During every semester of college, I always had a small bit of envy for people who weren’t in school. I fully understand the importance of and have great appreciation and desire for education, but having friends who were not stressing about finishing a paper or lab report or studying all night for an exam made me a tad bit envious. Now that I’m back in Knoxville with no school, all I do is work. I come home at night and don’t have to worry if I forgot about some assignment that’s due tomorrow (or, in my case, exams that I forgot were the following morning). I don’t have to make myself feel guilty for sitting in front of the TV for a couple of hours, taking a nap, or just reading a book for pleasure. This has been my schedule for the past few weeks now. Looking at friends who are still in school stressing about midterms and writing papers, I can feel the envy inside of them that I once had towards other people in my boat. I think it’s human nature to sometimes think the grass will be greener on the other side. It’s a funny thing when you finally get to the other side and all you can think about is wanting to go back. In my situation, this is not the case! I do not miss those late nights leaving work to head to the library to study for an exam. Or those nights when all I want to do is go home and make a good dinner and chill on the couch, but instead I have to pick up food from Cookout and start on a lab report. I am enjoying this just as much as I thought I would. Okay, I’ll be honest, I still do love a milkshake from Cookout, and I still stay up pretty late in front of my computer learning new things or having to get something done, but hey, it’s still really nice not having to show up to classes or take tests anymore.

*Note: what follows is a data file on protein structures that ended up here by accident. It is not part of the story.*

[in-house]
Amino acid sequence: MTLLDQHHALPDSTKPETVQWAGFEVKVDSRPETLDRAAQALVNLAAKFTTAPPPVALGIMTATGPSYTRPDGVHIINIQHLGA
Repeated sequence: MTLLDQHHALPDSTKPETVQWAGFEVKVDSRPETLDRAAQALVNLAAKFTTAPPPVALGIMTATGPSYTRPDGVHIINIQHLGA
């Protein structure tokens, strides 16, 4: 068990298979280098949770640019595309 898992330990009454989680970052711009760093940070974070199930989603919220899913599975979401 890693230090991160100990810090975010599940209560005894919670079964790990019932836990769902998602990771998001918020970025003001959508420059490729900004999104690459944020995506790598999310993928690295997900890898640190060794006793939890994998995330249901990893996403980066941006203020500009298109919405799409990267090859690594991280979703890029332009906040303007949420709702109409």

I am now completely booked between work and doing things for Peace Corps. If I’m not at work, I’m on my computer looking for places to get my medical tests and vaccines done. If I’m not doing either of those, I’m actually at the dentist or doctor’s office getting this stuff done. So far, I’ve been to the dentist three times and the Health Department twice. I have at least three more visits to the dentist/ orthodontist (I have to get one more filling done and then all four wisdom teeth pulled), at least two more doctor visits (physical exam and blood work), and two more vaccines to get (and several more when I get to Lesotho). In addition to getting things done for final medical clearance, I have shipped my passport off to get a No-Fee Passport, sent in my Aspiration Statement and resume to Lesotho, and started looking for things I need to buy before leaving. I never realized how difficult packing for 2+ years would be. Typing that last sentence felt strange and brings to reality what’s actually about to happen. I think for the first time, it’s actually hitting me. I spoke with a family today at work about PC because they were curious about what I was doing with my life. They asked questions that I’ve been asked before, but never felt so embarrassed about my uncertainty: “What exactly will you be doing,” “Will family or friends come visit you,” “Do you think you will get to come home,” “Aren’t you going to miss people?” Except for the last one, I have no real answers for these questions, and this saddens me. I know I signed up for this and this is what I want to do, but for the first time I’m a little sad about it. Even when we know the grass is greener on the other side, we’re still hesitant to go sometimes. The uncertainty of all of this is scary right now, but this is how life should be and I think I’m right where I am supposed to be. I’m 100 days from take-off! Time is flying by and I will enjoy each and every day.